Murders in the Rue Morgue

1971

Comedy / Horror / Mystery / Romance / Thriller

Murders in the Rue Morgue (1971) download yts

Synopsis


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Director

Cast

Jason Robards as Cesar Charron
Brooke Adams as Nurse
Herbert Lom as Rene Marot
Michael Dunn as Pierre Triboulet
720p 1080p
697.8 MB
1280*720
PG
23.976 fps
1hr 27 min
P/S Unknown
1.47 GB
1920*1080
PG
23.976 fps
1hr 27 min
P/S Unknown

Movie Reviews

Reviewed by Claudio Carvalho 4 / 10

Boring and Dull Movie with Terrible Screenplay and Wooden Performances

In Paris, in the beginning of the Twentieth Century, Cesar Charron (Jason Robards) owns a theater at the Rue Morgue where he performs the play "Murders in the Rue Morgue" with his wife Madeleine Charron (Christine Kaufmann), who has dreadful nightmares.

When there are several murders by acid of people connected to Cesar, the prime suspect of Inspector Vidocq (Adolfo Celi) would be Cesar's former partner Rene Marot (Herbert Lom). But Marot murdered Madeleine's mother (Lilli Palmer) many years ago and committed suicide immediately after.

"Murders in the Rue Morgue" is a boring and dull movie with terrible screenplay and wooden performances. There are many clichés; rip-off of scenes and concepts from "The Phantom of the Opera" and "Sherlock Holmes" and Christine Kaufmann is awful in the lead role. There is one terrible dreamlike scene where Madeleine looks to her dress before jumping into the carriage. My vote is four.

Title (Brazil): Not Available

Reviewed by Juha Hämäläinen 8 / 10

Red dreams, axes and acid

A little different kind of a horror movie based on a story by Edgar Allan Poe and interestingly so. Much have been altered from the original short story, though. To be exact, not only is it based on Poe, but there is also a great deal of Gaston Leroux's 'Phantom of the Opera' mixed in as well. And to emphasize that matter Herbert Lom, who brilliantly did the phantom role in 1962 British Hammer version, handles a part here with a mask hiding his injured face. Jason Robards is also nice to see in this kind of film for a change after having enjoyed his work before in westerns and dramas.

The plot is set in nineteenth century Paris around a theater troop resembling the historic Grand Guignol theater and is similarly specialized on cruel natured horror plays. The certain theatricality follows everywhere the story takes us and stays in the actors even when they are not on stage. The streets are crowded with a carnival and merry-go-rounds. There is a puppet theater, tricks and hypnotism. Even the real murders are executed in most showy ways. The atmosphere has a dreamy, almost surrealistic quality. And the actual dream sequences (What's a Poe film without them?) are beautifully shot and tinted in red tones. Very beautiful and creepy all at the same.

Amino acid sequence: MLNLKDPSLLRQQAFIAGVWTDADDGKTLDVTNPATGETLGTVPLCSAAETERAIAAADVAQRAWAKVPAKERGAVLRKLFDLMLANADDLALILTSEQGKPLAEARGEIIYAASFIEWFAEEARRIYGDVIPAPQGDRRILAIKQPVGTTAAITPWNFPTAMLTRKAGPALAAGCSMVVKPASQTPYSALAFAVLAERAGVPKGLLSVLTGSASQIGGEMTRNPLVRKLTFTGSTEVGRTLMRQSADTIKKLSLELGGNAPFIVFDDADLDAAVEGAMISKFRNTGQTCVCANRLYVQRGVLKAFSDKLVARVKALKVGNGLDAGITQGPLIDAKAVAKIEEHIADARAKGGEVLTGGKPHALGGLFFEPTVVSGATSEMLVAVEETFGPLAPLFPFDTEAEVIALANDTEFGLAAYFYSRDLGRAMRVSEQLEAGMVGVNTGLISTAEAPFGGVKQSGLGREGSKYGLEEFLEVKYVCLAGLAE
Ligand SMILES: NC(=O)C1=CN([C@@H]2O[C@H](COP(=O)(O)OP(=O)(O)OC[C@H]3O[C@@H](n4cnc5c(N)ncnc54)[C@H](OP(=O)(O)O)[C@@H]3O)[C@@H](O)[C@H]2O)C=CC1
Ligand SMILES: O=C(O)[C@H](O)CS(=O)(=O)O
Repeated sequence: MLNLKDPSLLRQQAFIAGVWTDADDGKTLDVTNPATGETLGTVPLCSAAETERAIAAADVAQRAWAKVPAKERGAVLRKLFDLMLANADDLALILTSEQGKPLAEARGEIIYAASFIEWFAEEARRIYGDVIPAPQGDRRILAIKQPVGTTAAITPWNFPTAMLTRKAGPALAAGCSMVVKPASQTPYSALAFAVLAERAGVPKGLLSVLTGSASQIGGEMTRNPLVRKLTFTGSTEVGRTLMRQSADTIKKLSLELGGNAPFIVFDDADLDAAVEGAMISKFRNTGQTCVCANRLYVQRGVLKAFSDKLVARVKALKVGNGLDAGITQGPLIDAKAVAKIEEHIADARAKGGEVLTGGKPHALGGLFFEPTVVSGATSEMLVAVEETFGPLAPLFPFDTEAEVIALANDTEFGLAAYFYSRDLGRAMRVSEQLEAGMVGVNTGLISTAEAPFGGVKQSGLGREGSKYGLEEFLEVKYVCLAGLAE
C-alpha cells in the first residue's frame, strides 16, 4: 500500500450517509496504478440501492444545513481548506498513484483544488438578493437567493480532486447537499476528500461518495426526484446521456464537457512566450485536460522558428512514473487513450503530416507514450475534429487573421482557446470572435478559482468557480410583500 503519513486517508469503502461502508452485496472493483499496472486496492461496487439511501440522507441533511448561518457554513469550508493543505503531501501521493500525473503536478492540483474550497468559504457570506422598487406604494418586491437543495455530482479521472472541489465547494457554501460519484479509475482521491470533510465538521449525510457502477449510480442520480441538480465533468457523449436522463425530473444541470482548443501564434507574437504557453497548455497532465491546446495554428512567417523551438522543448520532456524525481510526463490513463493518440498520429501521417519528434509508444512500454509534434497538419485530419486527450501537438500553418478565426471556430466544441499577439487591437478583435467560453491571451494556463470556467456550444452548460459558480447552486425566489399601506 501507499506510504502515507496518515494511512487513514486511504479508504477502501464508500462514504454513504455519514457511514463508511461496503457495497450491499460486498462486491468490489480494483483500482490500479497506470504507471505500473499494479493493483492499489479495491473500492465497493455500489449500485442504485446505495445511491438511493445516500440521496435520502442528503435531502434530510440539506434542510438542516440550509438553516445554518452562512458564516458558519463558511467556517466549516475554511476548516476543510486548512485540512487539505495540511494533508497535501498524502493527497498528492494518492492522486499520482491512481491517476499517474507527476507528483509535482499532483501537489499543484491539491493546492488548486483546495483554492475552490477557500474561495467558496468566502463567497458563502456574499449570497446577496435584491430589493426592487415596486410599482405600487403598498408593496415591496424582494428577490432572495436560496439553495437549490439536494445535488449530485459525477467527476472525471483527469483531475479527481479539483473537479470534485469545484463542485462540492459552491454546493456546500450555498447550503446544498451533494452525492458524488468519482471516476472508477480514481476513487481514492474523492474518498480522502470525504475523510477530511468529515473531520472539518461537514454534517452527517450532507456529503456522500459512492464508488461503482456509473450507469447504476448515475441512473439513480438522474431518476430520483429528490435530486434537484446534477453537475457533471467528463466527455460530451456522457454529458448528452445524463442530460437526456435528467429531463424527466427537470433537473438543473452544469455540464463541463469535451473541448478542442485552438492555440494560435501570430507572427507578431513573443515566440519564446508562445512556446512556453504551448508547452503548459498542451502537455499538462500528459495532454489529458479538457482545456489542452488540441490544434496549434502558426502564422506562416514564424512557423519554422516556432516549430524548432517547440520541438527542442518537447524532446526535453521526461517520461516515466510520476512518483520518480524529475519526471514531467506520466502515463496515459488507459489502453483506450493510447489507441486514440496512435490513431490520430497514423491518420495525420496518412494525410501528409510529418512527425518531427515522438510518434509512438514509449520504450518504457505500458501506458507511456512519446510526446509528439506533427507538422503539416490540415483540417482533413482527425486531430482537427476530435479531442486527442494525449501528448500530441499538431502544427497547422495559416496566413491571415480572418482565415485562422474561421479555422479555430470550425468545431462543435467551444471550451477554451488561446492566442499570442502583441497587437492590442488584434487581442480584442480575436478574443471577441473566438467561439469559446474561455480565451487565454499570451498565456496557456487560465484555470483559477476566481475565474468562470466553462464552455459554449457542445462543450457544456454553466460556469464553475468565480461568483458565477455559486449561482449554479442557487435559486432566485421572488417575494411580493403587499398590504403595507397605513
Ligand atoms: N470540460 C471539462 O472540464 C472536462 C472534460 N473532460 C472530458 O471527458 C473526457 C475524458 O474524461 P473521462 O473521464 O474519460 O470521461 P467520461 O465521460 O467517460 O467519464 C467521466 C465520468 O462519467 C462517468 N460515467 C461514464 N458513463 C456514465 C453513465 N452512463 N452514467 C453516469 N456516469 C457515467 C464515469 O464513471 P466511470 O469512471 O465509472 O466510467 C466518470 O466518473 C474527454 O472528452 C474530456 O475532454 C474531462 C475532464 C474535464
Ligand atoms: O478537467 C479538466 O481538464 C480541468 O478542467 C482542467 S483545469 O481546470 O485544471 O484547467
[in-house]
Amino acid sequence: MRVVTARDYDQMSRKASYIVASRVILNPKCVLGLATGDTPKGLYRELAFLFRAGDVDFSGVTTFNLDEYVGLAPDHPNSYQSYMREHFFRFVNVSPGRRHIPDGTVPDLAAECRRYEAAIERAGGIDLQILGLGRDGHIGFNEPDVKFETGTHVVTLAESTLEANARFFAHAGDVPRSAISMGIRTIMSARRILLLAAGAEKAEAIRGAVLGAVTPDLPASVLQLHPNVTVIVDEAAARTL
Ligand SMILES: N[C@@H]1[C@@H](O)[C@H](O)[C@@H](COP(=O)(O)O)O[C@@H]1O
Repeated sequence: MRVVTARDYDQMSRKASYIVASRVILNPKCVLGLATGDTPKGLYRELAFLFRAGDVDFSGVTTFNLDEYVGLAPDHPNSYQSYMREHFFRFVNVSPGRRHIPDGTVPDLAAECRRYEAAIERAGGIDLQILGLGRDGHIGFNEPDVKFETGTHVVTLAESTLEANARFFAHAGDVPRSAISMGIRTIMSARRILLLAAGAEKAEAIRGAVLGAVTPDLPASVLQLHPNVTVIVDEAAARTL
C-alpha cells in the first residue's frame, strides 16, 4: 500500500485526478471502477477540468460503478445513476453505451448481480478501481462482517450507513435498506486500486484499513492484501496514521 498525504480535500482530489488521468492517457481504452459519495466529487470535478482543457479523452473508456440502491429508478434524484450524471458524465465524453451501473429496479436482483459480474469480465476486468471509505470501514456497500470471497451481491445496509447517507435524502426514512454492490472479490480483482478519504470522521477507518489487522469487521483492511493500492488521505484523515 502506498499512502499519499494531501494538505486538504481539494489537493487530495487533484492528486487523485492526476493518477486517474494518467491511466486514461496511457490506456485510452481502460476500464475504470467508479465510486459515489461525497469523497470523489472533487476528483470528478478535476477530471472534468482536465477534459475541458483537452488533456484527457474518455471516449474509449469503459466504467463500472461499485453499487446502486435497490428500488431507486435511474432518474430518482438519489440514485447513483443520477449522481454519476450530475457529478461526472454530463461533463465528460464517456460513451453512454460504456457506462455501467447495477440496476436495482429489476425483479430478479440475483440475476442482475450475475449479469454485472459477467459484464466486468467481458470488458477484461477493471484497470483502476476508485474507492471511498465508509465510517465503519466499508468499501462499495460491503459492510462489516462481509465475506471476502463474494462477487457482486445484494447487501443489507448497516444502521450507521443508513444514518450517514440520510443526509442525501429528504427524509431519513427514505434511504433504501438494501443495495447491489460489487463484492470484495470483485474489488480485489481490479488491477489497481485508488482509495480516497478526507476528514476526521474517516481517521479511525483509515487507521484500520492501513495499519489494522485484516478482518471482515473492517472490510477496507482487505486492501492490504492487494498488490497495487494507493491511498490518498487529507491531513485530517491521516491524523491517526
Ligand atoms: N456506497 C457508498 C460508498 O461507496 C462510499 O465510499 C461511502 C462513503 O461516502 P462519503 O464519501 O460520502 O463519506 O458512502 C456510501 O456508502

For an American horror production the film has a surprisingly bright European art film look and feel. Instead of using wholly dramatic studio sets we are treated with daylight locations, streets and parks, which allows the movie breath a bit between the expected horrors. This production was a pleasant surprise from Gordon Hessler and American International and a refreshing addition to their line of earlier Poe films directed by Roger Corman.

Reviewed by david-697 7 / 10

A bit of a bad dream.

Not a straight remake of the classic Poe tale, more an odd mixture of `The Phantom Of The Opera' (Herbert Lom is effectively reprising his Hammer Phantom), `Theatre of Death' and Poe's familiar themes of premature burial, `Murders In The Rue Morgue' is an experiment which does not quite work.

Partly this is down to Chris Wicking's script, not best known for his narrative clarity, here he reaches it a new low, with a script obscure in the extreme (at several points it seems to contradict itself). He is not helped by Hessler's direction, the strengths showed in the earlier `Scream And Scream Again' seem to have disappeared, and replaced by sheer shoddiness (some of the murders are very badly staged). A more imaginative director was needed to compensate for the script, especially in the case of the repetitive dream sequences which pepper the film.

By this time Vincent Price had jumped ship and was replaced by Jason Robards Jnr. An odd choice, as aside from being too contemporary for this period setting, he is also, dare I say it, too good an actor for this material. It really needed an actor, who like Price, had a strong sense of irony. As a result Robards just looks flat. Lom comes across much better, but again ham-fisted direction by Hessler sometimes makes him look absurd (the worst offender is when Lom follows Robards; it's staged so badly that a blind man would have noticed Lom).

It's a mess, but despite its many faults it is entertaining enough, the frustrating thing about it is that you get the feeling that given a better script and a more imaginative director (and Vincent Price instead of Robards) this movie could have been very good indeed.

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